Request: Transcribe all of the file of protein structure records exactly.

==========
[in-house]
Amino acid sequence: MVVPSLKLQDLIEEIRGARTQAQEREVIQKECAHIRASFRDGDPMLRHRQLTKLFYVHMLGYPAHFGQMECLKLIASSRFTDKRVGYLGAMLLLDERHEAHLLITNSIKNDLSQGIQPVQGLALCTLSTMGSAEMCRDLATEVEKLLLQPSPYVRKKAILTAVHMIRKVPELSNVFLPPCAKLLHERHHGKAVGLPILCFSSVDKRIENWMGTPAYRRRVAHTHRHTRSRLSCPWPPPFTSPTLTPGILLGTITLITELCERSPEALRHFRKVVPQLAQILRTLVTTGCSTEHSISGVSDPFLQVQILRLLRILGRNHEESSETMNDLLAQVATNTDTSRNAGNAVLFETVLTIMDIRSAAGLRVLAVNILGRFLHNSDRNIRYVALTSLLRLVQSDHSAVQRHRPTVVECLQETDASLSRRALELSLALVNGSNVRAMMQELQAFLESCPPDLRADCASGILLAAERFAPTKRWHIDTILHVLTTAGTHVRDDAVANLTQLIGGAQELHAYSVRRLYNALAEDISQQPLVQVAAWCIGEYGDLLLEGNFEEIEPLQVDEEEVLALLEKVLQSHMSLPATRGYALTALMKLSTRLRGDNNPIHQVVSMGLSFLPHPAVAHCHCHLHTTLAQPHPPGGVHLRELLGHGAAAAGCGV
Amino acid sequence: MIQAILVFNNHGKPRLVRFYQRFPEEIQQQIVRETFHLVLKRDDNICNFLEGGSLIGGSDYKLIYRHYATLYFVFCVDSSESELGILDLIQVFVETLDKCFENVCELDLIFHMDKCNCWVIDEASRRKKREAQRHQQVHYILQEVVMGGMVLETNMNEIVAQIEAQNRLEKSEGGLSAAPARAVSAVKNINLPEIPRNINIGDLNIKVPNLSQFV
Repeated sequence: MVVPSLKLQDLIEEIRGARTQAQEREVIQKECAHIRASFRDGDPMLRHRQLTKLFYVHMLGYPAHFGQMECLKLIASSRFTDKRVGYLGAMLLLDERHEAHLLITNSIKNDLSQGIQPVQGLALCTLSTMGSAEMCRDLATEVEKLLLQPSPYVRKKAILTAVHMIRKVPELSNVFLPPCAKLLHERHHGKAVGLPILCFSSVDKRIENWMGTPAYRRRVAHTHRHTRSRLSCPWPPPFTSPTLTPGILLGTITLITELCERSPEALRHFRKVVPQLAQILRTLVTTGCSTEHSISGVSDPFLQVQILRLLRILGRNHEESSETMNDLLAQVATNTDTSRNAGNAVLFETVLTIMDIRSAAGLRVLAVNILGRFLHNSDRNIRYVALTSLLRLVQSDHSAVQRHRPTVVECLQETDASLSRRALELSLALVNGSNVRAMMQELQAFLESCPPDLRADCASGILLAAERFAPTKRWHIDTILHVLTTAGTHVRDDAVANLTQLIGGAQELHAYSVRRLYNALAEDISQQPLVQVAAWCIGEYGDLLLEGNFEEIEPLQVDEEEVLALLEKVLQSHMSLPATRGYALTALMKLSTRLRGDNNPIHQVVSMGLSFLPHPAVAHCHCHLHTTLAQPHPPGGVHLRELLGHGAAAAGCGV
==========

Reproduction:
[in-house]
Amino acid sequence: MVVPSLKLQDLIEEIRGARTQAQEREVIQKECAHIRASFRDGDPMLRHRQLTKLFYVHMLGYPAHFGQMECLKLIASSRFTDKRVGYLGAMLLLDERHEAHLLITNSIKNDLSQGIQPVQGLALCTLSTMGSAEMCRDLATEVEKLLLQPSPYVRKKAILTAVHMIRKVPELSNVFLPPCAKLLHERHHGKAVGLPILCFSSVDKRIENWMGTPAYRRRVAHTHRHTRSRLSCPWPPPFTSPTLTPGILLGTITLITELCERSPEALRHFRKVVPQLAQILRTLVTTGCSTEHSISGVSDPFLQVQILRLLRILGRNHEESSETMNDLLAQVATNTDTSRNAGNAVLFETVLTIMDIRSAAGLRVLAVNILGRFLHNSDRNIRYVALTSLLRLVQSDHSAVQRHRPTVVECLQETDASLSRRALELSLALVNGSNVRAMMQELQAFLESCPPDLRADCASGILLAAERFAPTKRWHIDTILHVLTTAGTHVRDDAVANLTQLIGGAQELHAYSVRRLYNALAEDISQQPLVQVAAWCIGEYGDLLLEGNFEEIEPLQVDEEEVLALLEKVLQSHMSLPATRGYALTALMKLSTRLRGDNNPIHQVVSMGLSFLPHPAVAHCHCHLHTTLAQPHPPGGVHLRELLGHGAAAAGCGV
Amino acid sequence: MIQAILVFNNHGKPRLVRFYQRFPEEIQQQIVRETFHLVLKRDDNICNFLEGGSLIGGSDYKLIYRHYATLYFVFCVDSSESELGILDLIQVFVETLDKCFENVCELDLIFHMDKCNCWVIDEASRRKKREAQRHQQVHYILQEVVMGGMVLETNMNEIVAQIEAQNRLEKSEGGLSAAPARAVSAVKNINLPEIPRNINIGDLNIKVPNLSQFV
Repeated sequence: MVVPSLKLQDLIEEIRGARTQAQEREVIQKECAHIRASFRDGDPMLRHRQLTKLFYVHMLGYPAHFGQMECLKLIASSRFTDKRVGYLGAMLLLDERHEAHLLITNSIKNDLSQGIQPVQGLALCTLSTMGSAEMCRDLATEVEKLLLQPSPYVRKKAILTAVHMIRKVPELSNVFLPPCAKLLHERHHGKAVGLPILCFSSVDKRIENWMGTPAYRRRVAHTHRHTRSRLSCPWPPPFTSPTLTPGILLGTITLITELCERSPEALRHFRKVVPQLAQILRTLVTTGCSTEHSISGVSDPFLQVQILRLLRILGRNHEESSETMNDLLAQVATNTDTSRNAGNAVLFETVLTIMDIRSAAGLRVLAVNILGRFLHNSDRNIRYVALTSLLRLVQSDHSAVQRHRPTVVECLQETDASLSRRALELSLALVNGSNVRAMMQELQAFLESCPPDLRADCASGILLAAERFAPTKRWHIDTILHVLTTAGTHVRDDAVANLTQLIGGAQELHAYSVRRLYNALAEDISQQPLVQVAAWCIGEYGDLLLEGNFEEIEPLQVDEEEVLALLEKVLQSHMSLPATRGYALTALMKLSTRLRGDNNPIHQVVSMGLSFLPHPAVAHCHCHLHTTLAQPHPPGGVHLRELLGHGAAAAGCGV